Planned giving initiative welcomes local partners
With a new website and a first group of institutional partners, the Jewish Federation of Greater Middlesex County has officially launched a campaign to encourage supporters to create a lasting legacy for future generations.
The Create a Jewish Legacy Middlesex campaign, patterned after successful efforts at other Jewish federations, encourages charitable bequests, trusts, gift annuities, and other “planned giving” methods.
On Dec. 4, several partnering agencies came to the federation’s South River office for training as part of a community-wide effort to secure bequests and endowments.
“We helped our partners understand the process,” said Create a Jewish Legacy director Rachel Ingber, giving the representatives marketing tools and tips on “how to start an endowment conversation with their closest donors.”
“We want to help people understand how important this conversation is and how meaningful it can be for donors to be able to ensure a vibrant and strong Jewish community. Their legacies live on through these endowments and bequests.”
Ingber, who also serves as federation’s financial resource development director, said subsequent training sessions are being planned. Since planning for the campaign was begun about a year ago, the federation has been meeting with partner agencies to generate interest in the initiative.
Attending the Dec. 4 meeting were representatives of Congregation B’nai Tikvah in North Brunswick, the Jewish Historical Society of Central Jersey, and Jewish Family and Vocational Service of Middlesex County. Other participants are Congregation Ahavas Achim in Highland Park and the JCC of Middlesex County in Edison. More synagogues and institutions are expected to join.
All funds from the legacy campaign will be held in separate accounts by the federation’s Jewish Community Foundation, overseen by an endowment investment committee and full-time independent professional money managers. The funds can be used only for institutions for which they are earmarked.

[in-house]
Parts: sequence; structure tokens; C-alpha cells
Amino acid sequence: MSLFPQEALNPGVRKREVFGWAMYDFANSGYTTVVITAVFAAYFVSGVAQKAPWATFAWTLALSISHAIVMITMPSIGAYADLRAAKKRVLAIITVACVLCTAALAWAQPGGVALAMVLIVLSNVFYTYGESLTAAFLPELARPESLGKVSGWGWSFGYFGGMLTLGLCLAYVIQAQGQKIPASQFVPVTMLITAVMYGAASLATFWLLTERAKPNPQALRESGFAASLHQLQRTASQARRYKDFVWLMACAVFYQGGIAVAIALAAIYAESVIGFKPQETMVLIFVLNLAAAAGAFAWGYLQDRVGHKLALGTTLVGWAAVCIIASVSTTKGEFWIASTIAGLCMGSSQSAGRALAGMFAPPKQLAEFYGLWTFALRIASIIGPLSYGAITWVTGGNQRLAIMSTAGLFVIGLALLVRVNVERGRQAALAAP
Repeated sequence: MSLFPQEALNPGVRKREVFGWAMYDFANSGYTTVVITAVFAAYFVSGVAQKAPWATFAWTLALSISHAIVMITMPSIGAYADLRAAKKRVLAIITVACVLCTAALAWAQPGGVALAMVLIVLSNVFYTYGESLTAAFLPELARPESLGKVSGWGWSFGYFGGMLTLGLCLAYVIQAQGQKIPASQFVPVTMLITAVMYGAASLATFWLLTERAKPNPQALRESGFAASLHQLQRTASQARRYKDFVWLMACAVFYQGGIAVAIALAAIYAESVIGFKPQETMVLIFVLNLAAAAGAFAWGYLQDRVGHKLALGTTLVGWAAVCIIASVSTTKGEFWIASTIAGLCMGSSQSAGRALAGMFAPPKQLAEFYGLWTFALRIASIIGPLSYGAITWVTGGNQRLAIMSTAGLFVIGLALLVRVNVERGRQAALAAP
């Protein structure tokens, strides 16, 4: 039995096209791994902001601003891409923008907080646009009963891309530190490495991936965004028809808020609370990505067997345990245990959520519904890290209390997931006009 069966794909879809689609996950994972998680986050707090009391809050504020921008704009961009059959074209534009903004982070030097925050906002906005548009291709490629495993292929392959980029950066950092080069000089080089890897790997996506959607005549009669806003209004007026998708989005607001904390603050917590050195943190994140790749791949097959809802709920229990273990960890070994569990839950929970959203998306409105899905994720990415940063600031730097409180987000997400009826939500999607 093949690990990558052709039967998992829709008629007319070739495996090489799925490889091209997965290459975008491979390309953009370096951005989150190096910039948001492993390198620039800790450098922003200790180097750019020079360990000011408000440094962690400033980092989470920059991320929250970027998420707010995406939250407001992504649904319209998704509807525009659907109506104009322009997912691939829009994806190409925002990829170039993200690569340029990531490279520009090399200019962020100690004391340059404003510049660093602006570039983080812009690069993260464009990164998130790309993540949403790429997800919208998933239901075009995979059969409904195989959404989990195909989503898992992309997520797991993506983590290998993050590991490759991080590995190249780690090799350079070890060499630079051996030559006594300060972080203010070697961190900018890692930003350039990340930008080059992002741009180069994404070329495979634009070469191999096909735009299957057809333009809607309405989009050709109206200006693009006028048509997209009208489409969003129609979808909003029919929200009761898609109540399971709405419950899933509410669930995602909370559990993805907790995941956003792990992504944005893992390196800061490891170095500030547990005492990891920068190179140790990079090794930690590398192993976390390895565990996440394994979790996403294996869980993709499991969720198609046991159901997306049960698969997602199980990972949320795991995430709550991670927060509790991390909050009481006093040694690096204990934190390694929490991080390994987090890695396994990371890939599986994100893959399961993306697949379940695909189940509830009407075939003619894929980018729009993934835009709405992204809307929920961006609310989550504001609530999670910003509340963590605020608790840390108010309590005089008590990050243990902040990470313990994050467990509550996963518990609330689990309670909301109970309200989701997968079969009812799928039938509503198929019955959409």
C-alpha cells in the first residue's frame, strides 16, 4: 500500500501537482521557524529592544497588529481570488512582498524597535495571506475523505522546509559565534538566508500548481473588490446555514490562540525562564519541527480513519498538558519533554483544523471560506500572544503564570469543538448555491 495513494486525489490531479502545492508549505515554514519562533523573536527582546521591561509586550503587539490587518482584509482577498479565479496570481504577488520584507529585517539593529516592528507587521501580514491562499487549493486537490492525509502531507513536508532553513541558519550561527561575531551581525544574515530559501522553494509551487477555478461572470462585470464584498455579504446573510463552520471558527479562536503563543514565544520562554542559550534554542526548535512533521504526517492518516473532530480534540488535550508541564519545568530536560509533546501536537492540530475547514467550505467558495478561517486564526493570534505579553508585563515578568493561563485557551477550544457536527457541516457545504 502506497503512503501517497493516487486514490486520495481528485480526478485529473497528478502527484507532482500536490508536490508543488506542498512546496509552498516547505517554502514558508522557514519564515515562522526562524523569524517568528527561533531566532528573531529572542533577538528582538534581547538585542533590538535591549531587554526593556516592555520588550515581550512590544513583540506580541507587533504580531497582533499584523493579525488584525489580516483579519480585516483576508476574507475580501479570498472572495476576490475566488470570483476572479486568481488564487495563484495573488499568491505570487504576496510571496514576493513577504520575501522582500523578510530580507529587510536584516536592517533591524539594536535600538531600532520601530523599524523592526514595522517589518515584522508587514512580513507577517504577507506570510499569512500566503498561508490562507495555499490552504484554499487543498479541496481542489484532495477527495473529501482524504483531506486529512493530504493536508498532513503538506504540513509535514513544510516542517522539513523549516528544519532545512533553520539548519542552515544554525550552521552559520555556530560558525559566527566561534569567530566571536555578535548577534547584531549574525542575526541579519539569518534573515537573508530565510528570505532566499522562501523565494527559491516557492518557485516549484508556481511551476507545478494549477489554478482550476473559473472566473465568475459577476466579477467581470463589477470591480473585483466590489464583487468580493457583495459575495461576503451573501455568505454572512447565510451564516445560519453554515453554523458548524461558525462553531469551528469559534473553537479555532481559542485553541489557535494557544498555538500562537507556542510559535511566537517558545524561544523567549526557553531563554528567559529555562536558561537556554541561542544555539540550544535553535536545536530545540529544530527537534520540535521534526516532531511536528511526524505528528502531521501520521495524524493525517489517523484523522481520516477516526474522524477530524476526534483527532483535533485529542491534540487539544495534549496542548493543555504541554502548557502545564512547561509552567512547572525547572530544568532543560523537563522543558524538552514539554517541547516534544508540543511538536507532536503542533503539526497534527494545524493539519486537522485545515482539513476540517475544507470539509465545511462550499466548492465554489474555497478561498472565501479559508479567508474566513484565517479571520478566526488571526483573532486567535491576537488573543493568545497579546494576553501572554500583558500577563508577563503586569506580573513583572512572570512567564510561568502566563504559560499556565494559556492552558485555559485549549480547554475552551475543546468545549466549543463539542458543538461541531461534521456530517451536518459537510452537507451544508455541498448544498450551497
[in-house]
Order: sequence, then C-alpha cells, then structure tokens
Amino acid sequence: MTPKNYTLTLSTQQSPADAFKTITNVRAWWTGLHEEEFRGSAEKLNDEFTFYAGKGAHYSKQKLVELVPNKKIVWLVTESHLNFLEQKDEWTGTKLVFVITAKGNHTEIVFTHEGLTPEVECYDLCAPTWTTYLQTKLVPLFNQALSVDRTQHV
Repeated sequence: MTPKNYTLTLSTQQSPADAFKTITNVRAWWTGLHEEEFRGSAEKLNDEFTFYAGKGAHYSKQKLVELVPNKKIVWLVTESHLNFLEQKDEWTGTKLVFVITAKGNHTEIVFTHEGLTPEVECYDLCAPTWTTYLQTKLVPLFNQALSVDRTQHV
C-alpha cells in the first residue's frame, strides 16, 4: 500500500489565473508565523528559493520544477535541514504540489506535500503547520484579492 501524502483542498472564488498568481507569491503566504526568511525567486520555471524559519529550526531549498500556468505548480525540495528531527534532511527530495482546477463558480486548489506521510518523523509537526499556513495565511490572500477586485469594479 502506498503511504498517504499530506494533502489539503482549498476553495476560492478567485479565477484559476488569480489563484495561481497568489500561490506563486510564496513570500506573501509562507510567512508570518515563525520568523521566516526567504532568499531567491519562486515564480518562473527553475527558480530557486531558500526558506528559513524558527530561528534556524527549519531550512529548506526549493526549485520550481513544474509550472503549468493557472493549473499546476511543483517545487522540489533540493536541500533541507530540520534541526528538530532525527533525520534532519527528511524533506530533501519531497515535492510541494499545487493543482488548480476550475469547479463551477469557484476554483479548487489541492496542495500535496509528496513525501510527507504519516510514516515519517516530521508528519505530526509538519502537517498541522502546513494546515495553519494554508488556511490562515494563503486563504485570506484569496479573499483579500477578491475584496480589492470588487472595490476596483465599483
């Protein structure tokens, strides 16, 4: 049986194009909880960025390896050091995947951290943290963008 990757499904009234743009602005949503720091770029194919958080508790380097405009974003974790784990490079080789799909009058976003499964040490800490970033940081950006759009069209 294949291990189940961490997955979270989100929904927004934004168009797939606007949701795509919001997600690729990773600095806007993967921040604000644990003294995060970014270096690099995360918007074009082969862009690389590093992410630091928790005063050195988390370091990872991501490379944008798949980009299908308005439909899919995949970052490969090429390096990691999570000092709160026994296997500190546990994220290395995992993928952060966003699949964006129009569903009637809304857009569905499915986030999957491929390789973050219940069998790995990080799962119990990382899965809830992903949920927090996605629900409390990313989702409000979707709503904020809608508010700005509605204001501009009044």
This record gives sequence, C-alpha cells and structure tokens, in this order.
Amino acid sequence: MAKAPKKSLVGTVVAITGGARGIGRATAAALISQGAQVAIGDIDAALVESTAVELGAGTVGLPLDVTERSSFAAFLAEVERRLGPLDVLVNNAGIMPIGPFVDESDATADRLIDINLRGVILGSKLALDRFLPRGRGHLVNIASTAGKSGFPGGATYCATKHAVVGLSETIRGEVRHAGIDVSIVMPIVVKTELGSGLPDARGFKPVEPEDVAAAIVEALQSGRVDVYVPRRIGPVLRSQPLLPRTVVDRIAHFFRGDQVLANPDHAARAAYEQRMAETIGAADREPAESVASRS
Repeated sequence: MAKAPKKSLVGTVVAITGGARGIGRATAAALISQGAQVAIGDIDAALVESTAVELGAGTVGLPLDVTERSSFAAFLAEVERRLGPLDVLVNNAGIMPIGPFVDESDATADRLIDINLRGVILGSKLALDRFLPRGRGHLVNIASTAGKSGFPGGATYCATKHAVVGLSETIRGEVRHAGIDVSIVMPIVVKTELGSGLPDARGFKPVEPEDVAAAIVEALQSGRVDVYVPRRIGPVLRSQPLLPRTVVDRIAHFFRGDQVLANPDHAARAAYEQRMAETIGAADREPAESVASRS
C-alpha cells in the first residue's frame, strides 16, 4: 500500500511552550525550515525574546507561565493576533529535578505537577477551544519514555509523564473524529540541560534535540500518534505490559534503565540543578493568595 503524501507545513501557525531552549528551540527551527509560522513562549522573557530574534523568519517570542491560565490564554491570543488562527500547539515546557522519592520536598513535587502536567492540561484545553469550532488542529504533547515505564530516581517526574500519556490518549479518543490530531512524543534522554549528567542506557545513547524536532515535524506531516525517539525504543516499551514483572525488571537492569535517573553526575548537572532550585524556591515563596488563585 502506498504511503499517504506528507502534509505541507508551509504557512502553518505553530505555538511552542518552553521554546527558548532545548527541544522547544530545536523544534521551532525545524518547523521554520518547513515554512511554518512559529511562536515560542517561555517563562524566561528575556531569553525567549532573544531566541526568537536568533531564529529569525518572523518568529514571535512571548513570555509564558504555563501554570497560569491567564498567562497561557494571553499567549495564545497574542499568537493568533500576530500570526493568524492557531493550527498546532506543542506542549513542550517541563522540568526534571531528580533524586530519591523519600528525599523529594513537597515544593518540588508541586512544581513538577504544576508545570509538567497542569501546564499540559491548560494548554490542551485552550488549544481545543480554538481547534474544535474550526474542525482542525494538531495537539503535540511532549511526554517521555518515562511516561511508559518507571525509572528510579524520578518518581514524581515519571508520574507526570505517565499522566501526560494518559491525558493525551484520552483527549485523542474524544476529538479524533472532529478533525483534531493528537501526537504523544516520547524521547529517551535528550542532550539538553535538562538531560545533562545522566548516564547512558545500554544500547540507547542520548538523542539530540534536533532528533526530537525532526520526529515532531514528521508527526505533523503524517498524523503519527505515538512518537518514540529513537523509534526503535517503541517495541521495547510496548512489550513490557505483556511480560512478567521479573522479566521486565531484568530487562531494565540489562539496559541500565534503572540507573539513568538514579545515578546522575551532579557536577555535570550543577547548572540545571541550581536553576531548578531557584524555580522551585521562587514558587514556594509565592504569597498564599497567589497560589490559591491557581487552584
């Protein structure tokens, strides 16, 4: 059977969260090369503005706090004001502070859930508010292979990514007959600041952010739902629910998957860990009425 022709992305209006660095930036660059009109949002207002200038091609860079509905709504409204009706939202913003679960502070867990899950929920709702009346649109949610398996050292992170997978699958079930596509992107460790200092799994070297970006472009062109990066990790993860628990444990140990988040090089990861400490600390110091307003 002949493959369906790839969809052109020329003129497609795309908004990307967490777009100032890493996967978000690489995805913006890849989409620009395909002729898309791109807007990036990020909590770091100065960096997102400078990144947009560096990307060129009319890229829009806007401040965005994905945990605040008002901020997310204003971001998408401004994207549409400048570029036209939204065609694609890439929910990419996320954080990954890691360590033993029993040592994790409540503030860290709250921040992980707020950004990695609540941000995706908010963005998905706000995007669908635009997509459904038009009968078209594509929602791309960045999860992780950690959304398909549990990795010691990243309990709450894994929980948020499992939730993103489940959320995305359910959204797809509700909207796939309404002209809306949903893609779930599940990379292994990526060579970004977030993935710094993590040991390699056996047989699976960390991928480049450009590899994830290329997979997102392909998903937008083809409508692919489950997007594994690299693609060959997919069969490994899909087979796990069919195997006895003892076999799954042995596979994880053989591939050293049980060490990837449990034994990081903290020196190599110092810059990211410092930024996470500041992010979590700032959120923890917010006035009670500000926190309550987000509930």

The director of each participating organization will be notified when a gift is received directly by the foundation and will receive semi-annual reports on its fund.
“We were thinking about doing some sort of legacy program for our shul for a long time, but we were never able to quite get it together, and suddenly this became a conduit,” said B’nai Tikvah member Aaron Rosloff, who attended the meeting with congregation president Gary Bergman.
“They do all the detail work, and all we have to do is find prospective donors,” Rosloff said. “I got the feeling they had the experience and had done all the background work. I feel it’s really the right thing to do and covers a very important need. I left there confident it will work.”
In conjunction with the Dec. 4 meeting, a new website, createajewishlegacymiddlesex.org, was also launched to provide additional information about the campaign and each of the participating institutions.